The second stage is where we apply our expertise and tools to develop the roadmap that will get you from where you are today to achieving the life that you want to live. As part of this, we may use some clever technology that enables us to map out your future cashflows for the rest of your life – how much money you will have every year and whether you will have enough to live the life that you want. Of course we are making a range of assumptions around this, but these assumptions will be fine-tuned during the lifetime of your plan to increase the accuracy of the forecasts.

We will show you whether you are on track to lead the life you’ve visualised, and if not what you need to do to get on track. We can demonstrate the impact of unforeseen events and how to plan for them, the impact of your goals changing and of course the actions you need to take, or financial habits and products you need to put in place to achieve the plan.

 

Implementation

This is the phase of work we are often most commonly associated with. It’s also the most straightforward of all of the phases. This is where we put the required financial products in place that will play a role in helping you to achieve your goals in life.

 

Your ongoing guidance

Regular contact and scheduled meetings sit at the heart of lifestyle financial planning. The ongoing interactions turn the plan into a real journey towards you achieving your lifetime ambitions. These regular meetings are the opportunity to review and restate your goals, consider again the assumptions used, review the progress and performance of the actions and products that were implemented, and to keep you on track in terms of your behaviours with your money and investments.

To help you stay on track, we know that we need to be with you at every turn, helping you to navigate your way towards your dreams. We value our appointment as your financial guide and will be in your corner helping you to make the best decisions possible throughout your life.

 

Our job is done only when you are living the life that you want to lead.

Do you know what your future life looks like and whether you will be able to lead it or not?

Is it time to save regularly for your retirement?

Paying tax bills can be a challenging time for both business owners and sole traders alike. Of course if your business is very successful, tax is simply an expense that needs to be met when your tax payment deadline rolls around. However, there are also many small enterprises that don’t enjoy the comfort of high levels of excess cashflow. For these businesses, the tax payment deadline can be a stressful time, gathering all expenses together and working with your accountant to identify ways in which you can legitimately reduce your tax liability.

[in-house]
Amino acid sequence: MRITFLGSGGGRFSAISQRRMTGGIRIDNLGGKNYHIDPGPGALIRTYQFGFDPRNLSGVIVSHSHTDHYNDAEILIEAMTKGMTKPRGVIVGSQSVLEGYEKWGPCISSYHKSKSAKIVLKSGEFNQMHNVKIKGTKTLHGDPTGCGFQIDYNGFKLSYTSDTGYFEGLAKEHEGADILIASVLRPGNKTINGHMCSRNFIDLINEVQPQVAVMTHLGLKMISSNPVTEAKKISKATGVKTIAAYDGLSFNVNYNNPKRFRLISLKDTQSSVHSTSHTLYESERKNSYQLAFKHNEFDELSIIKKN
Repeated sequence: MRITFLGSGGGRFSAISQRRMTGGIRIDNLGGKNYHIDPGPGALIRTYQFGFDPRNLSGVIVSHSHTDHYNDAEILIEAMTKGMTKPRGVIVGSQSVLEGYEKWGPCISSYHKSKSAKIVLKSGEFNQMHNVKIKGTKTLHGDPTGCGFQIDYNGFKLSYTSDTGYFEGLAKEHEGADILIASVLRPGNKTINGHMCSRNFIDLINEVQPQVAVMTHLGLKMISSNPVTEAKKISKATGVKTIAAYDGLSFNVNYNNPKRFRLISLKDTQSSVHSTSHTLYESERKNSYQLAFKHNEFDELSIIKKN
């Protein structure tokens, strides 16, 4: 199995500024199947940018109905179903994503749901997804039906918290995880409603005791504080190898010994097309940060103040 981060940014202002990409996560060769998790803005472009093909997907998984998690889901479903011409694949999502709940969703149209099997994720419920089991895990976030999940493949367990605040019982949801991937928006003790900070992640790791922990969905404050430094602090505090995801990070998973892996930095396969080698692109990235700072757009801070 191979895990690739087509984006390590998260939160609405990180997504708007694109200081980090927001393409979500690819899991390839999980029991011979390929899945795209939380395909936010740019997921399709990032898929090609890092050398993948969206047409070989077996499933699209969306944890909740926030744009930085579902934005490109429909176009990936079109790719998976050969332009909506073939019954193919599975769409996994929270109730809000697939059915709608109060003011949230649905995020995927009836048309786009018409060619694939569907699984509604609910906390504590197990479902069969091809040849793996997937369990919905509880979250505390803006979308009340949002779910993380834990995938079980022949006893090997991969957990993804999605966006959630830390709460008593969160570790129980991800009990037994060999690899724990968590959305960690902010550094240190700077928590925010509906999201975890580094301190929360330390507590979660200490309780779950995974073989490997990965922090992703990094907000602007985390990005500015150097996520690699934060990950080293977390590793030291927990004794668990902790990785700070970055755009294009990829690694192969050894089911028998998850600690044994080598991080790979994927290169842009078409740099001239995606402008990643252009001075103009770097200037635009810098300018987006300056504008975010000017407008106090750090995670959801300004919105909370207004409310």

Pension contributions are rightly viewed as one of the most effective ways of reducing your tax liability. The challenge is often having the spare cashflow to make that pension contribution while also being able to meet your tax payment! And as a result, the pension contribution often gets reduced or indeed removed in order to meet the tax liability. The unintended consequence of this is that your retirement plans and future lifestyle are now at risk.

So what’s the alternative?

The approach that many sole traders and business owners take to overcome this problem is to make pension contributions regularly (usually monthly) throughout the year, rather than leaving the pension contribution until the last minute. This approach has a number of advantages.

 

You’re putting yourself at the top of the queue

Leaving your pension contribution until the end of the year results in this payment being based effectively on money available, rather than your retirement plans. The outcome is often a reduced pension contribution and when this happens, the loser is your future self. Your retirement plan is being paid after everybody else, putting you right at the back of your cashflow queue.

The alternative is to work with us on identifying a sustainable regular amount. By then making this contribution regularly each month, you have accelerated yourself to the top of the queue, putting your future self before other expenses. After a while, this simply becomes another regular expense of the business (like your rent, salaries, power and other monthly payments) but now you are truly working for yourself and not just to pay other people’s bills.